An annual event which is a martial arts parade historically coinciding with Holi, the Hindu festival of colors. Celebrations related to Holla Mohalla may be held in various locations over several weekends preceding the actual date of the holiday. A week-long celebration that often coincides with the Sikh New Year, Hola Mohalla was started by Guru Gobind Singh as a day of mock battles and poetry. Today, those who celebrate the festival often camp out, watch demonstrations of fighting and bravery, and listen to music and poetry.
Birthday of L. Ron Hubbard (Scientology)
Born in 1911, Lafayette Ronald Hubbard was a science fiction writer who founded the Church of Scientology in 1953, in Camden, New Jersey. Hubbard originally developed a self-help system called Dianetics in 1950, and these ideas grew into doctrines and rituals that became Scientology, an applied religious philosophy. Today, followers of the Church of Scientology recognize his birthday.
Ghambar Hamaspathmaeden (Zoroastrianism)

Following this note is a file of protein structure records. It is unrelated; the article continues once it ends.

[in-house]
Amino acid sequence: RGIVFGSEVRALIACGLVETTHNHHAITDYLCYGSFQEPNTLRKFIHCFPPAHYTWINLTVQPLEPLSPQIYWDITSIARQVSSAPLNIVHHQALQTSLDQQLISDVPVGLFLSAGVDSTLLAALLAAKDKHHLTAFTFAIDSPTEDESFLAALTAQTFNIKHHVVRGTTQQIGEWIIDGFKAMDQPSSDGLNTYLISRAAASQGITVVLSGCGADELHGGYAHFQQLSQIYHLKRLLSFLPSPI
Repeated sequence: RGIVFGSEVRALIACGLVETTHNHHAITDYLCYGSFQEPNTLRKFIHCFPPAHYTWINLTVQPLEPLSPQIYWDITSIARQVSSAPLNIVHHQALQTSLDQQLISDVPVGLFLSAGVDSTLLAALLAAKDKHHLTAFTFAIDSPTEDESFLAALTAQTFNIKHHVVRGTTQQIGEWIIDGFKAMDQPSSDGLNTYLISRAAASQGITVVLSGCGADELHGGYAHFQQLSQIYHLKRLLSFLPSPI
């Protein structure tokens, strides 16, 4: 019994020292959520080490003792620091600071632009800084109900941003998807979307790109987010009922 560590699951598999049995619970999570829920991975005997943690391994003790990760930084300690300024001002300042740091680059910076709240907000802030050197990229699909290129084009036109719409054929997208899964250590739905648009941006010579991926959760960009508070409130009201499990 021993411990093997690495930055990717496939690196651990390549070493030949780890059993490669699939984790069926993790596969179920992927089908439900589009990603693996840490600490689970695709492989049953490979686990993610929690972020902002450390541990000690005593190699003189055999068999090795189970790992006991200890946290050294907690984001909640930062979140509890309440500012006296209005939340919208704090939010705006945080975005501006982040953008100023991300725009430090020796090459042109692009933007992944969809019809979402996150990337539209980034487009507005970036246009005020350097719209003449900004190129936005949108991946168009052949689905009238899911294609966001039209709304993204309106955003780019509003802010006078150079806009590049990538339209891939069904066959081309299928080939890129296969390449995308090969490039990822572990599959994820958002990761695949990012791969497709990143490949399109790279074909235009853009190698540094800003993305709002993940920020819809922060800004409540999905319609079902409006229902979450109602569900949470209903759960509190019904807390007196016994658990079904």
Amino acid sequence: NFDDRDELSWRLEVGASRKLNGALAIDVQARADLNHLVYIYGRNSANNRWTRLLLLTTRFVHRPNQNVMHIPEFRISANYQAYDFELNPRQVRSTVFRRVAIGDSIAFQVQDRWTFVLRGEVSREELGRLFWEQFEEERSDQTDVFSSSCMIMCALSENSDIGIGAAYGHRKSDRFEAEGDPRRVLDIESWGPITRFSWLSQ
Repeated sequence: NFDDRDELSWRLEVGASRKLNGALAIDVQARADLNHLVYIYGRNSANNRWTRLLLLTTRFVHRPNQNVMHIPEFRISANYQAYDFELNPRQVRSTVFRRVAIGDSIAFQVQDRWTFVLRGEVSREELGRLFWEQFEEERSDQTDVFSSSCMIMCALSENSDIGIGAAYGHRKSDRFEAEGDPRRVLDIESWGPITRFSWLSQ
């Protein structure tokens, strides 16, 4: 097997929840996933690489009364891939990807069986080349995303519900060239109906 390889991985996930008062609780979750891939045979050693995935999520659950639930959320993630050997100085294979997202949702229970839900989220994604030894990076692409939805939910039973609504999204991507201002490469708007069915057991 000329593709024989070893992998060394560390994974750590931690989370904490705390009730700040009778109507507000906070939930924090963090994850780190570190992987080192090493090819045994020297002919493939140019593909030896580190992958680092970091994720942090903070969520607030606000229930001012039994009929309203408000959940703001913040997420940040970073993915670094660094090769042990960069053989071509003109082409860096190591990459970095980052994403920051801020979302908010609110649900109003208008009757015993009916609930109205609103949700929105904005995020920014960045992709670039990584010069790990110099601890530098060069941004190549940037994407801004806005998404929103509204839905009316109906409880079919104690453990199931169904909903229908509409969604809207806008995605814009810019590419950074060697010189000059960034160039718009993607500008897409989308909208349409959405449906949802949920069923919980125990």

This is the last of the six Ghambar festivals in the Zoroastrian calendar. Ghambars are joyous occasions when communities gather to share a feast. Food is contributed anonymously, and participants give according to their means and ability to contribute. This particular five-day Ghambar celebrates the creation of humans and is a time to remember souls who have passed away.
St. Patrick’s Day (Christianity)
St. Patrick, the Patron Saint of Ireland, was credited for spreading Christianity in Ireland and abolishing pagan practices in the fourth century. The symbol of the shamrock is often associated with St. Patrick’s Day, as St. Patrick used the three leaves to explain the mystery of the Christian doctrine of the Trinity.
Higan, or Ohigan, is celebrated twice a year, during the spring and fall equinoxes. This is an important date for Jodo Shinshu Buddhists in particular. On this date, the day and night are the same length, symbolizing equality and harmony. Buddha appears on earth during this week to save stray souls, thus many Buddhists visit cemeteries and pay respects to their ancestors.
Saint Joseph's Day (Christianity)
This feast day celebrates Saint Joseph, the earthly father of Jesus. One Italian tradition recalls a draught, where the peasants prayed to St. Joseph for rain. When the rains came, crops were planted and then a large harvest feast was given in St. Joseph's honor. Some cultures celebrate this day by creating St. Joseph Tables: a table full of elaborate foods, though all free of meat, as this day typically falls during the fasting period of Lent.